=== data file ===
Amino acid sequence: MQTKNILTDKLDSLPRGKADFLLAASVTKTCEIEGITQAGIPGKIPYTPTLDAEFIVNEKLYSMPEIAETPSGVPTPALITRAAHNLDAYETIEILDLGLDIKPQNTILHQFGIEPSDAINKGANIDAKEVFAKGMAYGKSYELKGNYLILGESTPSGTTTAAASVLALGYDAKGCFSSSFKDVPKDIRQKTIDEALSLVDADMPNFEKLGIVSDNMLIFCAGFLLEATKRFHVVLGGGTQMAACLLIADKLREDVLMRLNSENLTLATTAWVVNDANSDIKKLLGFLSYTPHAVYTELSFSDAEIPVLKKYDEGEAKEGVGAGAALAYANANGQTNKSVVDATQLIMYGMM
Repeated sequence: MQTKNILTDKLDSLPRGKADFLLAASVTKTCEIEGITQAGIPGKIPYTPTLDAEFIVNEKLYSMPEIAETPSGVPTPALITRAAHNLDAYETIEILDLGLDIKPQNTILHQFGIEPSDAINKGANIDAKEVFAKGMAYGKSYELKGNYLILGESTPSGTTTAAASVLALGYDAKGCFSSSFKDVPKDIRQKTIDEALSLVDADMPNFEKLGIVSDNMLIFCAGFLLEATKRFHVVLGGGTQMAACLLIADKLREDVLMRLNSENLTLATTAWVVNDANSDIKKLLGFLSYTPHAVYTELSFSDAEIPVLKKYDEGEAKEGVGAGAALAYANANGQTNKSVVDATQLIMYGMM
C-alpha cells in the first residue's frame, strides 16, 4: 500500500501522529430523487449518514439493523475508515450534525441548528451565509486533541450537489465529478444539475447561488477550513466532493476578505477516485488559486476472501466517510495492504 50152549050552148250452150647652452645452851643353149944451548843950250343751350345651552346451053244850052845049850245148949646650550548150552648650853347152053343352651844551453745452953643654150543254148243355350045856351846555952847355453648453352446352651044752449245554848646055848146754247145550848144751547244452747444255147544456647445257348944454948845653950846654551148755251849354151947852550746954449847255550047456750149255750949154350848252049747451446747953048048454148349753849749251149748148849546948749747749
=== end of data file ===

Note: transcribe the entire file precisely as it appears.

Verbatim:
Amino acid sequence: MQTKNILTDKLDSLPRGKADFLLAASVTKTCEIEGITQAGIPGKIPYTPTLDAEFIVNEKLYSMPEIAETPSGVPTPALITRAAHNLDAYETIEILDLGLDIKPQNTILHQFGIEPSDAINKGANIDAKEVFAKGMAYGKSYELKGNYLILGESTPSGTTTAAASVLALGYDAKGCFSSSFKDVPKDIRQKTIDEALSLVDADMPNFEKLGIVSDNMLIFCAGFLLEATKRFHVVLGGGTQMAACLLIADKLREDVLMRLNSENLTLATTAWVVNDANSDIKKLLGFLSYTPHAVYTELSFSDAEIPVLKKYDEGEAKEGVGAGAALAYANANGQTNKSVVDATQLIMYGMM
Repeated sequence: MQTKNILTDKLDSLPRGKADFLLAASVTKTCEIEGITQAGIPGKIPYTPTLDAEFIVNEKLYSMPEIAETPSGVPTPALITRAAHNLDAYETIEILDLGLDIKPQNTILHQFGIEPSDAINKGANIDAKEVFAKGMAYGKSYELKGNYLILGESTPSGTTTAAASVLALGYDAKGCFSSSFKDVPKDIRQKTIDEALSLVDADMPNFEKLGIVSDNMLIFCAGFLLEATKRFHVVLGGGTQMAACLLIADKLREDVLMRLNSENLTLATTAWVVNDANSDIKKLLGFLSYTPHAVYTELSFSDAEIPVLKKYDEGEAKEGVGAGAALAYANANGQTNKSVVDATQLIMYGMM
C-alpha cells in the first residue's frame, strides 16, 4: 500500500501522529430523487449518514439493523475508515450534525441548528451565509486533541450537489465529478444539475447561488477550513466532493476578505477516485488559486476472501466517510495492504 50152549050552148250452150647652452645452851643353149944451548843950250343751350345651552346451053244850052845049850245148949646650550548150552648650853347152053343352651844551453745452953643654150543254148243355350045856351846555952847355453648453352446352651044752449245554848646055848146754247145550848144751547244452747444255147544456647445257348944454948845653950846654551148755251849354151947852550746954449847255550047456750149255750949154350848252049747451446747953048048454148349753849749251149748148849546948749747749